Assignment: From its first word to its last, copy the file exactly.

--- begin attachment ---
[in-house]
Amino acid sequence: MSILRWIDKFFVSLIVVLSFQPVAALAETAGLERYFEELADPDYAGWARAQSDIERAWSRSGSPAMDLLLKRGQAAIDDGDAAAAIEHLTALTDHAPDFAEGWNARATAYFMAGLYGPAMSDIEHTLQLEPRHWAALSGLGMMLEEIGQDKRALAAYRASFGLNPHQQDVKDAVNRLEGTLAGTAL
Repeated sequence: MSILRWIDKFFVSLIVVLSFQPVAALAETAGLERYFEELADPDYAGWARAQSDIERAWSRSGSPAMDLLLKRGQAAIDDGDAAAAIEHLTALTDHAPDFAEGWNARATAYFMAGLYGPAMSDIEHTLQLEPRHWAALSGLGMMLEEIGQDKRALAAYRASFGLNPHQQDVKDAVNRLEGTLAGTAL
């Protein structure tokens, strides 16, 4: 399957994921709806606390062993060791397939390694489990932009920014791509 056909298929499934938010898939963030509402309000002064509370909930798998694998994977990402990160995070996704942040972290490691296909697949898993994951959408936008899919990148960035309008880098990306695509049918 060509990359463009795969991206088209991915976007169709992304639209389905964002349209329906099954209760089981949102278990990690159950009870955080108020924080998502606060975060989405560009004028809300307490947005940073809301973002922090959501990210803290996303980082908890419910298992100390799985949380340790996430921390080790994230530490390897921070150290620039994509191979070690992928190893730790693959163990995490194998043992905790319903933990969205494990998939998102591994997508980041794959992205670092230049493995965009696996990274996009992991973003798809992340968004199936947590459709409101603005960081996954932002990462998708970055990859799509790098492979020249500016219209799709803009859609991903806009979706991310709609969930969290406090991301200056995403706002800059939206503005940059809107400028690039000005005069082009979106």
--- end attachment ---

[in-house]
Amino acid sequence: MSILRWIDKFFVSLIVVLSFQPVAALAETAGLERYFEELADPDYAGWARAQSDIERAWSRSGSPAMDLLLKRGQAAIDDGDAAAAIEHLTALTDHAPDFAEGWNARATAYFMAGLYGPAMSDIEHTLQLEPRHWAALSGLGMMLEEIGQDKRALAAYRASFGLNPHQQDVKDAVNRLEGTLAGTAL
Repeated sequence: MSILRWIDKFFVSLIVVLSFQPVAALAETAGLERYFEELADPDYAGWARAQSDIERAWSRSGSPAMDLLLKRGQAAIDDGDAAAAIEHLTALTDHAPDFAEGWNARATAYFMAGLYGPAMSDIEHTLQLEPRHWAALSGLGMMLEEIGQDKRALAAYRASFGLNPHQQDVKDAVNRLEGTLAGTAL
């Protein structure tokens, strides 16, 4: 399957994921709806606390062993060791397939390694489990932009920014791509 056909298929499934938010898939963030509402309000002064509370909930798998694998994977990402990160995070996704942040972290490691296909697949898993994951959408936008899919990148960035309008880098990306695509049918 060509990359463009795969991206088209991915976007169709992304639209389905964002349209329906099954209760089981949102278990990690159950009870955080108020924080998502606060975060989405560009004028809300307490947005940073809301973002922090959501990210803290996303980082908890419910298992100390799985949380340790996430921390080790994230530490390897921070150290620039994509191979070690992928190893730790693959163990995490194998043992905790319903933990969205494990998939998102591994997508980041794959992205670092230049493995965009696996990274996009992991973003798809992340968004199936947590459709409101603005960081996954932002990462998708970055990859799509790098492979020249500016219209799709803009859609991903806009979706991310709609969930969290406090991301200056995403706002800059939206503005940059809107400028690039000005005069082009979106």